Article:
The Small Business Administration’s move to the cloud has been fairly smooth, but the one area where the agency is finding a major challenge is a common one. SBA, like many other agencies, can’t find enough well-trained workers to oversee and manage its new cloud infrastructure.
Maria Roat, the Small Business Administration’s chief information officer, said as her office modernizes the agency’s IT infrastructure, the need for training around the network, engineering and the security as well as w cloud architecture and how to support that is growing.
“We are having to train people. Whether it’s offering training in house or getting them to courses, some of the free training offered around town, getting them engaged in all that training is really important regardless of where you get it,” Roat said on Ask the CIO. “It’s good to have the formal programs as well as the informal ones where you learn from your peers.”
She said her IT staff needs to know more than just how to do a “lift-and-shift,” but all the upfront planning particularly around operations of apps and systems in the cloud.
That’s where the University of Maryland University College comes in. UMUC recognized that shortcoming and is offering a new Master’s program in cloud architecture and management.
Pete Young, a senior vice president of analytics, planning and technology at UMUC, said after he led an effort to move the university into the cloud, the need for well-trained staff was more evident.
He said UMUC recognized there is a huge skill gap and unmet demand for IT workers with a deep understanding of cloud computing.
“We brought in a variety of experts across the employer space, the federal government space to help identify what specific skills and capabilities will be needed by these graduates, and then we work backwards from understanding what they will need to do and then we design courses, programs and projects, which we are very much an experiential program, that can actually ensure that when these students graduate they have the demonstrated skills necessary to succeed in the roles that Maria and I experience in our own native organizations,” Young said. “Our program is really based on our experience of the difficulty of finding and retaining qualified staff and just as important the development of existing employees. There are very few programs around cloud available, which was one of the reasons why we decided to start this program, although many programs have elements of this. This is really a cloud focused program.”
The Master’s program for cloud requires students to complete six, six-credit courses. A student taking it part-time can finish in two years.
It costs $16,5000 for Maryland residents, and less than $18,000 for federal employees, their spouses and dependents if they don’t live in Maryland, but go through the Office of Personnel Management’s College Alliance program.
Young said the online courses include cloud management, focusing on the principles and practices about managing in a cloud environment; cloud infrastructure planning, design and configurations; and cloud orchestration, which has the students designing, planning, implementing and doing a complete cloud migration.
“It’s all project based so these are authentic, learning demonstrations that they actually are being equipped to understand the concepts and given the tools to do the activity and iterate the project through to a satisfactory completion,” he said. “These are more practical skills. It’s not an absolute kind of issue. Things shouldn’t be purely in the cloud or purely on-premise, everyone has to make decisions around what makes the most sense. This program is really designed to help them think through all the reasoning and rationale for what should move, what should it move and how to make a compelling case argument, and then how to fundamentally design and implement that.”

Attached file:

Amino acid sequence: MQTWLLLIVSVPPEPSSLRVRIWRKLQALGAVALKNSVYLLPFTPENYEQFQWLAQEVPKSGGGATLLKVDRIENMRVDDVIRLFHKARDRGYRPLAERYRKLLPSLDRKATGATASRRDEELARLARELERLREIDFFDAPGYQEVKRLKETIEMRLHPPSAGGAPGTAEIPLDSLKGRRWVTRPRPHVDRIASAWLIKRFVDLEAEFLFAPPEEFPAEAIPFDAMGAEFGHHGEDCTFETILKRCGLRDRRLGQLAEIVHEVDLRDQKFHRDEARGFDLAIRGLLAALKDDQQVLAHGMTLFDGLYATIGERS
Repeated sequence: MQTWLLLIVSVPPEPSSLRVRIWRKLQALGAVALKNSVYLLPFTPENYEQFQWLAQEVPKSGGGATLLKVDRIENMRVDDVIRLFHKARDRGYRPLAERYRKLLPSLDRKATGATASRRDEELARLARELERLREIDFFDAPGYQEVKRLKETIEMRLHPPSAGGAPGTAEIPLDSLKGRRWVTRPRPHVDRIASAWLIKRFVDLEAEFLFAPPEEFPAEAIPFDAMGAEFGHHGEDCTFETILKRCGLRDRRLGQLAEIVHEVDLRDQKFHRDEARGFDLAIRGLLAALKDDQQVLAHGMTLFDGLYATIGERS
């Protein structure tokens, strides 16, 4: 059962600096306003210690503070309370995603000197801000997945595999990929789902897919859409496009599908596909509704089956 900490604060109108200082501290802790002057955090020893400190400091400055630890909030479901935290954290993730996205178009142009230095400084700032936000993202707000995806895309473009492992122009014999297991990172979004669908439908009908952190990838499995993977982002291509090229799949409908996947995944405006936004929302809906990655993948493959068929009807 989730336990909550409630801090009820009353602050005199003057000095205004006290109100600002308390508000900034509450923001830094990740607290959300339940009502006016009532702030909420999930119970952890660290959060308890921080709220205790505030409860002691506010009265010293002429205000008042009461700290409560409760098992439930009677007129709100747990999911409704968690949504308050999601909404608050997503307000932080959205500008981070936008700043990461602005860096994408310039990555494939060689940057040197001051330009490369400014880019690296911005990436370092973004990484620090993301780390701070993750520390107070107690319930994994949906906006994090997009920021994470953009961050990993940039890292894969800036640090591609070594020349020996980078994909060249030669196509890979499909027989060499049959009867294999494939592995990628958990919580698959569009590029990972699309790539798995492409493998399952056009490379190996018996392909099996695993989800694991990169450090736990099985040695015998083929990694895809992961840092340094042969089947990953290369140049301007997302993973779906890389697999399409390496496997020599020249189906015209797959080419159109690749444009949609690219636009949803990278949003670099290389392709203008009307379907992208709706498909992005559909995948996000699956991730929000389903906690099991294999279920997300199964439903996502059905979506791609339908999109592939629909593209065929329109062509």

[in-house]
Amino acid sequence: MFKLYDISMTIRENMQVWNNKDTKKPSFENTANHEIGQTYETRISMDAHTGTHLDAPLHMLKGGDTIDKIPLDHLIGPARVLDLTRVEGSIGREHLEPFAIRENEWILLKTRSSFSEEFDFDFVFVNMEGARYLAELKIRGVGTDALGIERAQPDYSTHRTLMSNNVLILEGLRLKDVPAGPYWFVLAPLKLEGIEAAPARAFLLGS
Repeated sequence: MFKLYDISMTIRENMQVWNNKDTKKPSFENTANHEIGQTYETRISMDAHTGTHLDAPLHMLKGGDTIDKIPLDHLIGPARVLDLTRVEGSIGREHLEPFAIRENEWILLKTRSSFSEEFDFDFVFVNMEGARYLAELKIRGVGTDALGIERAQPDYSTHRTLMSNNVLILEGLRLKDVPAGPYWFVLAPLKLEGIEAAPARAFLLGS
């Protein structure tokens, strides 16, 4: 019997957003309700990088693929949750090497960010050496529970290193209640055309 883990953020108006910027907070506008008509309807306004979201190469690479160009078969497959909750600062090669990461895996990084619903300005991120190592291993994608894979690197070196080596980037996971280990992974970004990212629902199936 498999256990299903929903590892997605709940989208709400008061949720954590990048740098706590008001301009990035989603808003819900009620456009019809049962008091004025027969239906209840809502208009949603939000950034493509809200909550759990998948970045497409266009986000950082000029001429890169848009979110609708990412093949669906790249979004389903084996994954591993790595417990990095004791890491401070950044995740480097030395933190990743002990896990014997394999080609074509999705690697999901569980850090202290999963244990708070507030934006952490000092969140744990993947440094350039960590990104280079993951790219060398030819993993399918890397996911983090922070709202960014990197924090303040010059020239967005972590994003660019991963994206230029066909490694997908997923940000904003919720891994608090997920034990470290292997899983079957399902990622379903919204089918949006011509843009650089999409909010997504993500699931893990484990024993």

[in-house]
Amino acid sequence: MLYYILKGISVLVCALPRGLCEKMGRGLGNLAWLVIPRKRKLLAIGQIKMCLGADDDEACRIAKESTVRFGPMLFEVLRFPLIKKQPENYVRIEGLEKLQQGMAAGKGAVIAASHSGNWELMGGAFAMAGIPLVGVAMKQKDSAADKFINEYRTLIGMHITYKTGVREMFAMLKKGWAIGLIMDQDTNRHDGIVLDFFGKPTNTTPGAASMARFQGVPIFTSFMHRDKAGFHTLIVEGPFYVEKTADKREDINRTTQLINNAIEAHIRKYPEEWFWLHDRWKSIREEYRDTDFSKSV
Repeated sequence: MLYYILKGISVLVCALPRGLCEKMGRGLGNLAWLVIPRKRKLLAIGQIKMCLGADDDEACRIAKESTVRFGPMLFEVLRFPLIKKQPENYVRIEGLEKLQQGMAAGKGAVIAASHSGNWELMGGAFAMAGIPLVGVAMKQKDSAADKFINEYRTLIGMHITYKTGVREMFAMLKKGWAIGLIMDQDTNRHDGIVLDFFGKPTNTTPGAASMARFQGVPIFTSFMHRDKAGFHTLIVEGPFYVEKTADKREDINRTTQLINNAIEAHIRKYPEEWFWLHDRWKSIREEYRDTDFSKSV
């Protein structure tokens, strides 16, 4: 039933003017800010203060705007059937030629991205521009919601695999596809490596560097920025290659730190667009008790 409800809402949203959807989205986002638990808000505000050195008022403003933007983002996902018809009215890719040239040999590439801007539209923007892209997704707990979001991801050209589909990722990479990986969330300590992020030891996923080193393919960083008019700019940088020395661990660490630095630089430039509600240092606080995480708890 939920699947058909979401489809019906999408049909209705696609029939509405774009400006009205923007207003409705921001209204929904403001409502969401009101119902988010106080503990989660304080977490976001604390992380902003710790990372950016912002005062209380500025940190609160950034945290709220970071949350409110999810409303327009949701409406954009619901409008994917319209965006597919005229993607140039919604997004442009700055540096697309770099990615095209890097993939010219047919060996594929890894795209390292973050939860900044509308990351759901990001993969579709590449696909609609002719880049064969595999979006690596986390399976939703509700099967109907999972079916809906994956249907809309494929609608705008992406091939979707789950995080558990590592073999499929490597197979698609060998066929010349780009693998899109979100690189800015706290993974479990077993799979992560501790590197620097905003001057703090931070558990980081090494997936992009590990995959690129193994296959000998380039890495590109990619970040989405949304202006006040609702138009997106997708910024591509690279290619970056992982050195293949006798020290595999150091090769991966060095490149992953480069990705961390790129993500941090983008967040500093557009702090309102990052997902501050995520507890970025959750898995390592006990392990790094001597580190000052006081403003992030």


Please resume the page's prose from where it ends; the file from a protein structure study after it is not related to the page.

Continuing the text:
Roat said one of the things that is foundational for understanding cloud is to grasp how the data moves and how employees use the information to meet mission needs.
She said knowing whether the data needs to be encrypted at-rest, in transit or both are key facets in developing the architecture.
Young added that while the Master’s degree program is focused on the cloud, it does pull from other disciplines such as cybersecurity, data analytics and project management.
Roat said training like what UMUC is offering is important to the federal CIO community.
She said her training budget at SBA isn’t large, so it’s important for the employee to take charge of their career when it comes to learning new skills.
“To maintain relevance, to continue to further your education, it doesn’t matter if you’re young or old or middle-aged, you own your career. You have a responsibility if you want to continue in this field to remain relevant,” Roat said. “You do have to go out and get training on your own. There is only so much that I can do. I will offer free training, pay for what I can, but employees own their career and own their training.”
Roat said she will help spread the word about the program through the CIO Council and through other communication channels in the federal IT community.
UMUC also is holding several webinars about cloud and the Master’s degree program in September.
UMUC reached out to Roat, who graduated from university, as they sought to hear from public and private sector experts.
“We had a conversation, much like they did, I’m sure, with a number of other folks as they were building it out, about what the requirements are for the workforce, what do I need as a CIO to be able to move into the cloud and support that,” she said.
Wilson added that UMUC engaged a variety of experts while developing the courses, and will continue to reach out as cloud continues to develop and evolve.
“The workforce is so important on this,” Roat said. “One of the things we are getting ready to launch in the coming weeks is the strategic IT workforce planning for SBA.”